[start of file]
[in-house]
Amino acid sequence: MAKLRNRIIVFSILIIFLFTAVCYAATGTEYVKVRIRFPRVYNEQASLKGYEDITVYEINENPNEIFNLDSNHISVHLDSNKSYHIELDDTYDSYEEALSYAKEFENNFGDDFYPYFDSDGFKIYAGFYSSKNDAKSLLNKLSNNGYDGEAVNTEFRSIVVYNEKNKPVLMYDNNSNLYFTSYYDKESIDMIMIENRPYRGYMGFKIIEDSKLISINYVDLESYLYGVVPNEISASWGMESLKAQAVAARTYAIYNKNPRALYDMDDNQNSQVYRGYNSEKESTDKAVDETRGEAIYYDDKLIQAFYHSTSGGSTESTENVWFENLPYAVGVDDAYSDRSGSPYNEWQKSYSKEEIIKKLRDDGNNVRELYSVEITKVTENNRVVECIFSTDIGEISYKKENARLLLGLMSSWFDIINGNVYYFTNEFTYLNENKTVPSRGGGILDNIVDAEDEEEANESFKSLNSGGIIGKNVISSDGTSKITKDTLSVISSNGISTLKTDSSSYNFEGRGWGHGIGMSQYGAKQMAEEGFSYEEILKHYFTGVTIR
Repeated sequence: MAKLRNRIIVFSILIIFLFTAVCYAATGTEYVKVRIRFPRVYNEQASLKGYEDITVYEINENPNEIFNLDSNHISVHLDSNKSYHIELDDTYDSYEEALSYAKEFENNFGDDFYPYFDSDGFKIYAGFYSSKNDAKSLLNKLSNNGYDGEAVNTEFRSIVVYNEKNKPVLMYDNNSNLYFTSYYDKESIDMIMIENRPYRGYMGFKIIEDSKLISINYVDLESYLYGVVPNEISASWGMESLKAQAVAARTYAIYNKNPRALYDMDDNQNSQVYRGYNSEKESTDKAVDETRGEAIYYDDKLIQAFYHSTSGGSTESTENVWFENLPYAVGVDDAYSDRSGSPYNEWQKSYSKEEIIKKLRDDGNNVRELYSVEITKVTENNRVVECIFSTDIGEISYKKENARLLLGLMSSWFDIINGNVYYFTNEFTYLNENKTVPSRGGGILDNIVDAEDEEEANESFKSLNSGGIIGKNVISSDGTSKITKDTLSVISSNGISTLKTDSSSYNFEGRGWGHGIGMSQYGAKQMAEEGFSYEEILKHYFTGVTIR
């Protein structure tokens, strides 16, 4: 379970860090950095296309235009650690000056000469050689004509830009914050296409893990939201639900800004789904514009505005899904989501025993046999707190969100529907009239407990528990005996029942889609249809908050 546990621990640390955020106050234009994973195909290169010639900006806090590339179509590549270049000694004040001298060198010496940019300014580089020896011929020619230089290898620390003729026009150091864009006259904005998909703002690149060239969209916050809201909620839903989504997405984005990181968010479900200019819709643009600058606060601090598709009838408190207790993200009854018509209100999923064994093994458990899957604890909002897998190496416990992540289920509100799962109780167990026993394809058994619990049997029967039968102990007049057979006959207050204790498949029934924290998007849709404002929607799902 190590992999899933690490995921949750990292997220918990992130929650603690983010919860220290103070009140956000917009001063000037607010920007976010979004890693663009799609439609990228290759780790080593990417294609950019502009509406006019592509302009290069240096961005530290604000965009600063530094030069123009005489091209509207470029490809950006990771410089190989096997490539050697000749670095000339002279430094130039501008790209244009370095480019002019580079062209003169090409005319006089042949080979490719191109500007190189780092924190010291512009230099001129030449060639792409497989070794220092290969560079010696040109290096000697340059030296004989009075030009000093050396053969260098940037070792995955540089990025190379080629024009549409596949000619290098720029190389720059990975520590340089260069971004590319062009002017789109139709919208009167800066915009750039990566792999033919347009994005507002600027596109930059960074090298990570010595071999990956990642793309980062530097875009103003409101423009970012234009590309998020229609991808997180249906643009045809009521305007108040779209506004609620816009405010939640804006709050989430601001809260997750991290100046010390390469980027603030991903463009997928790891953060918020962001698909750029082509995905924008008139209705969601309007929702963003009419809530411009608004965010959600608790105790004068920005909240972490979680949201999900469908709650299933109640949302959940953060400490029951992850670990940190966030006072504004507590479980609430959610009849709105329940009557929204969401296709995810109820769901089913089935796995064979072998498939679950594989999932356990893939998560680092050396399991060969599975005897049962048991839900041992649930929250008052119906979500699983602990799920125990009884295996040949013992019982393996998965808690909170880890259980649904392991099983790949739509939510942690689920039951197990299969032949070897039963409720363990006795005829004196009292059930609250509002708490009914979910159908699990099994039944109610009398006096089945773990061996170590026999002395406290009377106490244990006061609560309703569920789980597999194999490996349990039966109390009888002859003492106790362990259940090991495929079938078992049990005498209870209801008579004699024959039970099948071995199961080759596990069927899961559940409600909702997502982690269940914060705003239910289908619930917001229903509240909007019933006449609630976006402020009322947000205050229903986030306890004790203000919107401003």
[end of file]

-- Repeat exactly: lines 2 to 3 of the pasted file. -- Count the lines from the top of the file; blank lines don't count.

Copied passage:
Amino acid sequence: MAKLRNRIIVFSILIIFLFTAVCYAATGTEYVKVRIRFPRVYNEQASLKGYEDITVYEINENPNEIFNLDSNHISVHLDSNKSYHIELDDTYDSYEEALSYAKEFENNFGDDFYPYFDSDGFKIYAGFYSSKNDAKSLLNKLSNNGYDGEAVNTEFRSIVVYNEKNKPVLMYDNNSNLYFTSYYDKESIDMIMIENRPYRGYMGFKIIEDSKLISINYVDLESYLYGVVPNEISASWGMESLKAQAVAARTYAIYNKNPRALYDMDDNQNSQVYRGYNSEKESTDKAVDETRGEAIYYDDKLIQAFYHSTSGGSTESTENVWFENLPYAVGVDDAYSDRSGSPYNEWQKSYSKEEIIKKLRDDGNNVRELYSVEITKVTENNRVVECIFSTDIGEISYKKENARLLLGLMSSWFDIINGNVYYFTNEFTYLNENKTVPSRGGGILDNIVDAEDEEEANESFKSLNSGGIIGKNVISSDGTSKITKDTLSVISSNGISTLKTDSSSYNFEGRGWGHGIGMSQYGAKQMAEEGFSYEEILKHYFTGVTIR
Repeated sequence: MAKLRNRIIVFSILIIFLFTAVCYAATGTEYVKVRIRFPRVYNEQASLKGYEDITVYEINENPNEIFNLDSNHISVHLDSNKSYHIELDDTYDSYEEALSYAKEFENNFGDDFYPYFDSDGFKIYAGFYSSKNDAKSLLNKLSNNGYDGEAVNTEFRSIVVYNEKNKPVLMYDNNSNLYFTSYYDKESIDMIMIENRPYRGYMGFKIIEDSKLISINYVDLESYLYGVVPNEISASWGMESLKAQAVAARTYAIYNKNPRALYDMDDNQNSQVYRGYNSEKESTDKAVDETRGEAIYYDDKLIQAFYHSTSGGSTESTENVWFENLPYAVGVDDAYSDRSGSPYNEWQKSYSKEEIIKKLRDDGNNVRELYSVEITKVTENNRVVECIFSTDIGEISYKKENARLLLGLMSSWFDIINGNVYYFTNEFTYLNENKTVPSRGGGILDNIVDAEDEEEANESFKSLNSGGIIGKNVISSDGTSKITKDTLSVISSNGISTLKTDSSSYNFEGRGWGHGIGMSQYGAKQMAEEGFSYEEILKHYFTGVTIR